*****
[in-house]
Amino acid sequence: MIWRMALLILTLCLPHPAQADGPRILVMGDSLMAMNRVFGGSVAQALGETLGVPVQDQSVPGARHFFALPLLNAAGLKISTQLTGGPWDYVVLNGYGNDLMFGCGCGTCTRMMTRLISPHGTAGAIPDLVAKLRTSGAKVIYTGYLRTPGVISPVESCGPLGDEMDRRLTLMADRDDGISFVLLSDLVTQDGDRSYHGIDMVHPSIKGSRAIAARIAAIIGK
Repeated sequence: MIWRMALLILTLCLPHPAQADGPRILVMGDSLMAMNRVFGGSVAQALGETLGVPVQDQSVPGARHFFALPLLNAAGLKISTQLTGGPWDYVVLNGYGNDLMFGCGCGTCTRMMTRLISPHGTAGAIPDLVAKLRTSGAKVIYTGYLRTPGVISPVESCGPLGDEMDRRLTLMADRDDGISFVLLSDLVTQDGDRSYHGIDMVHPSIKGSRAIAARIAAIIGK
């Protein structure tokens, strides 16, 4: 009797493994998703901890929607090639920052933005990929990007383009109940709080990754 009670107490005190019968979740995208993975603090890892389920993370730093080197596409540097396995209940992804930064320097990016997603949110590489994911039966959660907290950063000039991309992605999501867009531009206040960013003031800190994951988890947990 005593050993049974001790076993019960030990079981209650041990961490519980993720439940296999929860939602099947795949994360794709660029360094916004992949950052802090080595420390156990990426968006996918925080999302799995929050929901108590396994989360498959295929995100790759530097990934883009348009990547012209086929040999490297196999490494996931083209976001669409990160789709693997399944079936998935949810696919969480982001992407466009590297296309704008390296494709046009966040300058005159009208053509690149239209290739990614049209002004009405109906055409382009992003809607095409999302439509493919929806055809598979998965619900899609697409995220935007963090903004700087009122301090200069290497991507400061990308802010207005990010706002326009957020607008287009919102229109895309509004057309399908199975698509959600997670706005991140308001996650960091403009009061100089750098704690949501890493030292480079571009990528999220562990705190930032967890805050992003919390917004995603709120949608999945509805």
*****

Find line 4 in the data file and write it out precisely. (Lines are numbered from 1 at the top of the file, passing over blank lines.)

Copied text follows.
């Protein structure tokens, strides 16, 4: 009797493994998703901890929607090639920052933005990929990007383009109940709080990754 009670107490005190019968979740995208993975603090890892389920993370730093080197596409540097396995209940992804930064320097990016997603949110590489994911039966959660907290950063000039991309992605999501867009531009206040960013003031800190994951988890947990 005593050993049974001790076993019960030990079981209650041990961490519980993720439940296999929860939602099947795949994360794709660029360094916004992949950052802090080595420390156990990426968006996918925080999302799995929050929901108590396994989360498959295929995100790759530097990934883009348009990547012209086929040999490297196999490494996931083209976001669409990160789709693997399944079936998935949810696919969480982001992407466009590297296309704008390296494709046009966040300058005159009208053509690149239209290739990614049209002004009405109906055409382009992003809607095409999302439509493919929806055809598979998965619900899609697409995220935007963090903004700087009122301090200069290497991507400061990308802010207005990010706002326009957020607008287009919102229109895309509004057309399908199975698509959600997670706005991140308001996650960091403009009061100089750098704690949501890493030292480079571009990528999220562990705190930032967890805050992003919390917004995603709120949608999945509805």